Handling technical problems, Hans Rosling style

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Since I just discussed rehearsing too much: Hans Rosling is a speaker who is known to rehearse thoroughly. But even he is not immune to technical problems.

At TED Salon Berlin, the first official TED event in Germany, he was one of the most famous people on the list of speakers, so the audience waited for him with some anticipation. And then, only a few seconds into his talk, he ran into technical problems.

The audience had been given small electronic voting devices specifically for this talk. Hans was about to give us the first of three questions which we were supposed to vote on, when something went wrong. The audience couldn't see what the problem was, but apparently it was a big one.

Now, what I would normally recommend in such a situation is to acknowledge the problem, give it a quick second try and if it still doesn't work, switch to your plan B.

Only, apparently, Hans didn't really have a plan B. Or at least he was unwilling to give up on this specific part of his talk. What happened then was exactly what I would expect: The audience was sympathetic at first (even more so with such a famous and beloved speaker) but that didn't last long and the smartphones came out; in this case, mostly to tweet about the unfolding drama (as I did, admittedly). With a less famous speaker or a talk where people aren't so excited about the topic to begin with, you would risk losing the audience entirely at that point. They may find something more interesting on their phones and never "come back" to your talk.

Hans, of course, had a bonus here. As soon as the technical difficulties were resolved, the audience turned their attention back to him; and it was worth the extra wait. It was the kind of entertaining and insightful talk that you would expect from one of the most famous TED speakers (with some support from his son Ola, in this case).

On a side note: It will be interesting to see if anything from that technical problem will be in the video of the talk. As Hans was about to continue, the host reminded him about the video and suggested that he'd start from the beginning. Which Hans did, but rather hurriedly. If they take that bit as the opening of his talk, it will look odd for anyone who wasn't there.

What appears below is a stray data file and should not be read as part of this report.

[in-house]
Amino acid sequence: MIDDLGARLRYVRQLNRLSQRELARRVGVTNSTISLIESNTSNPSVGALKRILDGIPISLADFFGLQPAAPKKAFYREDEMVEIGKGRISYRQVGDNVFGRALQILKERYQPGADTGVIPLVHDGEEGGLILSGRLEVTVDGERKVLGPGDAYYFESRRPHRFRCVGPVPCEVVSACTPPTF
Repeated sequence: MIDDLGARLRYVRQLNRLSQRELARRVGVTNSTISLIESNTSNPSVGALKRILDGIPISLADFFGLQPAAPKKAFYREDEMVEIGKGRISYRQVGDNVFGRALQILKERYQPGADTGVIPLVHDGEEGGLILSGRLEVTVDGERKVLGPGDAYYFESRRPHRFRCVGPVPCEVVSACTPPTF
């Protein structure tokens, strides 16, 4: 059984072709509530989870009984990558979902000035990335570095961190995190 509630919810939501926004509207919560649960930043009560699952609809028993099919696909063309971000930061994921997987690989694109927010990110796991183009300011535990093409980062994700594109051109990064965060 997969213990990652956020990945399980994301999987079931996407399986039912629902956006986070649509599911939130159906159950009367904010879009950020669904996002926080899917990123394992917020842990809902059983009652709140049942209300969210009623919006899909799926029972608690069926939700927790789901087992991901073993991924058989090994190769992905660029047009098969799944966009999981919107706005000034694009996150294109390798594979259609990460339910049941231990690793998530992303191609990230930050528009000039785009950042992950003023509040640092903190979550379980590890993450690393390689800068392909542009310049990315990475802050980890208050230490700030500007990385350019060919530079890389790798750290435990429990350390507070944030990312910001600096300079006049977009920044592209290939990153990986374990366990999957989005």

Update: The talk finally went online a full 11 weeks after the event - and they went with the hurried introduction.

I had the chance for a quick chat with Hans Rosling later that evening. Since I couldn't think of an intelligent question to ask, I only thanked him for the interesting talk, "despite the minor technical problems". To which he admitted that it had indeed been a major problem. He got some help on stage from a technician who suggested to simply skip the interactive part, but Hans insisted on going through those questions and, from what I understand, his laptop had pretty much crashed at that point and needed to be restarted.

Doing that, live on the stage, in front of an audience of 1400 people and at such a prestigious event, requires some courage. I think it was the right thing to do in this specific situation, though. Not only because he's Hans Rosling but also because it happened literally at the start of his talk. Still, I think having a plan B would have been a good idea; even if it's only an idea of how to entertain the audience during the unplanned break.

Lesson for those of us who are not Hans Rosling: Always consider what could go wrong - and have a Plan B.

(photo by yours truly)

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